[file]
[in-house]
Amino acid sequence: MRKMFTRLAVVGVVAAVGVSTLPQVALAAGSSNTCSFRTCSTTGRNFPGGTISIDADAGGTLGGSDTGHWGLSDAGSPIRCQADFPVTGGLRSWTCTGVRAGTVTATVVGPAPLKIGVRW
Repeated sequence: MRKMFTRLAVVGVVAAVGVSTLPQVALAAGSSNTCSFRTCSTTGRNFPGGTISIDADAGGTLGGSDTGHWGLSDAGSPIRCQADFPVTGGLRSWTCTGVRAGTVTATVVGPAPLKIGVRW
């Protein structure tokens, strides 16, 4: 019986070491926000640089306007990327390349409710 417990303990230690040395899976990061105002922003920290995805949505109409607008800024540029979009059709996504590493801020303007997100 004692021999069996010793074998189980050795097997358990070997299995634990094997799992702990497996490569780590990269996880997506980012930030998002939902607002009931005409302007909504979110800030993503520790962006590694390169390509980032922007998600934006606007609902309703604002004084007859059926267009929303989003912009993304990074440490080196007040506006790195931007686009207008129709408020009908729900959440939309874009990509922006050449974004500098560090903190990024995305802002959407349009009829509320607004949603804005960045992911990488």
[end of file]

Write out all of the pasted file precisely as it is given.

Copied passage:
[in-house]
Amino acid sequence: MRKMFTRLAVVGVVAAVGVSTLPQVALAAGSSNTCSFRTCSTTGRNFPGGTISIDADAGGTLGGSDTGHWGLSDAGSPIRCQADFPVTGGLRSWTCTGVRAGTVTATVVGPAPLKIGVRW
Repeated sequence: MRKMFTRLAVVGVVAAVGVSTLPQVALAAGSSNTCSFRTCSTTGRNFPGGTISIDADAGGTLGGSDTGHWGLSDAGSPIRCQADFPVTGGLRSWTCTGVRAGTVTATVVGPAPLKIGVRW
């Protein structure tokens, strides 16, 4: 019986070491926000640089306007990327390349409710 417990303990230690040395899976990061105002922003920290995805949505109409607008800024540029979009059709996504590493801020303007997100 004692021999069996010793074998189980050795097997358990070997299995634990094997799992702990497996490569780590990269996880997506980012930030998002939902607002009931005409302007909504979110800030993503520790962006590694390169390509980032922007998600934006606007609902309703604002004084007859059926267009929303989003912009993304990074440490080196007040506006790195931007686009207008129709408020009908729900959440939309874009990509922006050449974004500098560090903190990024995305802002959407349009009829509320607004949603804005960045992911990488």